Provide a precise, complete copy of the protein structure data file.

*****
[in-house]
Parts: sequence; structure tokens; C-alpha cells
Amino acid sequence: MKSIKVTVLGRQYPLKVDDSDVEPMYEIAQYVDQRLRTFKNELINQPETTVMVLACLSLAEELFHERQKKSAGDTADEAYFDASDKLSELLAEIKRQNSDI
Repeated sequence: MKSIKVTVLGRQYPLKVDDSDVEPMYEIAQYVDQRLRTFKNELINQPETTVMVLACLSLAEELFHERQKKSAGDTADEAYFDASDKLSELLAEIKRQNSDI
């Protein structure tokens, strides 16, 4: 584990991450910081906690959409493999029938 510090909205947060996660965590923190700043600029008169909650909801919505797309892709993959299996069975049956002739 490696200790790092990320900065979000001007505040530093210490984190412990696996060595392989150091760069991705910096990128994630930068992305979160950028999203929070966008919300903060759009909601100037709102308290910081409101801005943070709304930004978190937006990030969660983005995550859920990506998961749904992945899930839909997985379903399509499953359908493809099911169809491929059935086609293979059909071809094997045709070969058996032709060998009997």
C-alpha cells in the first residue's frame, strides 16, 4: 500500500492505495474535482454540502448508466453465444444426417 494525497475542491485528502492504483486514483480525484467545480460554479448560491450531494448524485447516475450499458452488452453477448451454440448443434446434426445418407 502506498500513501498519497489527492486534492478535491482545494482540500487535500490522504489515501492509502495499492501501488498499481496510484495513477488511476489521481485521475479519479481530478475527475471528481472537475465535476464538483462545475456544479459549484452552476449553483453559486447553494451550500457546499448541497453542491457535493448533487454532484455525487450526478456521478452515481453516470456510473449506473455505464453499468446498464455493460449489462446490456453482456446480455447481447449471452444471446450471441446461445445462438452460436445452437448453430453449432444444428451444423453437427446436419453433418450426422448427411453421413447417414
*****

[in-house]
Parts: sequence; structure tokens; C-alpha cells
Amino acid sequence: MKSIKVTVLGRQYPLKVDDSDVEPMYEIAQYVDQRLRTFKNELINQPETTVMVLACLSLAEELFHERQKKSAGDTADEAYFDASDKLSELLAEIKRQNSDI
Repeated sequence: MKSIKVTVLGRQYPLKVDDSDVEPMYEIAQYVDQRLRTFKNELINQPETTVMVLACLSLAEELFHERQKKSAGDTADEAYFDASDKLSELLAEIKRQNSDI
């Protein structure tokens, strides 16, 4: 584990991450910081906690959409493999029938 510090909205947060996660965590923190700043600029008169909650909801919505797309892709993959299996069975049956002739 490696200790790092990320900065979000001007505040530093210490984190412990696996060595392989150091760069991705910096990128994630930068992305979160950028999203929070966008919300903060759009909601100037709102308290910081409101801005943070709304930004978190937006990030969660983005995550859920990506998961749904992945899930839909997985379903399509499953359908493809099911169809491929059935086609293979059909071809094997045709070969058996032709060998009997």
C-alpha cells in the first residue's frame, strides 16, 4: 500500500492505495474535482454540502448508466453465444444426417 494525497475542491485528502492504483486514483480525484467545480460554479448560491450531494448524485447516475450499458452488452453477448451454440448443434446434426445418407 502506498500513501498519497489527492486534492478535491482545494482540500487535500490522504489515501492509502495499492501501488498499481496510484495513477488511476489521481485521475479519479481530478475527475471528481472537475465535476464538483462545475456544479459549484452552476449553483453559486447553494451550500457546499448541497453542491457535493448533487454532484455525487450526478456521478452515481453516470456510473449506473455505464453499468446498464455493460449489462446490456453482456446480455447481447449471452444471446450471441446461445445462438452460436445452437448453430453449432444444428451444423453437427446436419453433418450426422448427411453421413447417414